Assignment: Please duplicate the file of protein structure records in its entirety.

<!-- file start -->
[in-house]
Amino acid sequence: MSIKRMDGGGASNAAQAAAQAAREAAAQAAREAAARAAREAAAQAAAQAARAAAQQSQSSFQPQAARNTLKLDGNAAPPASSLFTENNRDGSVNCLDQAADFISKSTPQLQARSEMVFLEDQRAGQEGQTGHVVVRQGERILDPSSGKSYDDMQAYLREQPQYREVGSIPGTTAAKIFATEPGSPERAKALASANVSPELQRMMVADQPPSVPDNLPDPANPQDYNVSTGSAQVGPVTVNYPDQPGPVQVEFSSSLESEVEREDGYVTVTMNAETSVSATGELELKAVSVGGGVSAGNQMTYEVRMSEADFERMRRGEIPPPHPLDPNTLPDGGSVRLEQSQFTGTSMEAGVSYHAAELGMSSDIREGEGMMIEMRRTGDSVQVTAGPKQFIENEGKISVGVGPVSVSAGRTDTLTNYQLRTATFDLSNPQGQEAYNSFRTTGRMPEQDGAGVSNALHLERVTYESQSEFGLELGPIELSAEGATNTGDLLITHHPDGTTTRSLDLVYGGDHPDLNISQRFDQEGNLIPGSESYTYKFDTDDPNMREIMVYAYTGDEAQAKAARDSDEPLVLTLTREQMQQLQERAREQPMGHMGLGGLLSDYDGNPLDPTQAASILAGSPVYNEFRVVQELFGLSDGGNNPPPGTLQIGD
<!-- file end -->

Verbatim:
[in-house]
Amino acid sequence: MSIKRMDGGGASNAAQAAAQAAREAAAQAAREAAARAAREAAAQAAAQAARAAAQQSQSSFQPQAARNTLKLDGNAAPPASSLFTENNRDGSVNCLDQAADFISKSTPQLQARSEMVFLEDQRAGQEGQTGHVVVRQGERILDPSSGKSYDDMQAYLREQPQYREVGSIPGTTAAKIFATEPGSPERAKALASANVSPELQRMMVADQPPSVPDNLPDPANPQDYNVSTGSAQVGPVTVNYPDQPGPVQVEFSSSLESEVEREDGYVTVTMNAETSVSATGELELKAVSVGGGVSAGNQMTYEVRMSEADFERMRRGEIPPPHPLDPNTLPDGGSVRLEQSQFTGTSMEAGVSYHAAELGMSSDIREGEGMMIEMRRTGDSVQVTAGPKQFIENEGKISVGVGPVSVSAGRTDTLTNYQLRTATFDLSNPQGQEAYNSFRTTGRMPEQDGAGVSNALHLERVTYESQSEFGLELGPIELSAEGATNTGDLLITHHPDGTTTRSLDLVYGGDHPDLNISQRFDQEGNLIPGSESYTYKFDTDDPNMREIMVYAYTGDEAQAKAARDSDEPLVLTLTREQMQQLQERAREQPMGHMGLGGLLSDYDGNPLDPTQAASILAGSPVYNEFRVVQELFGLSDGGNNPPPGTLQIGD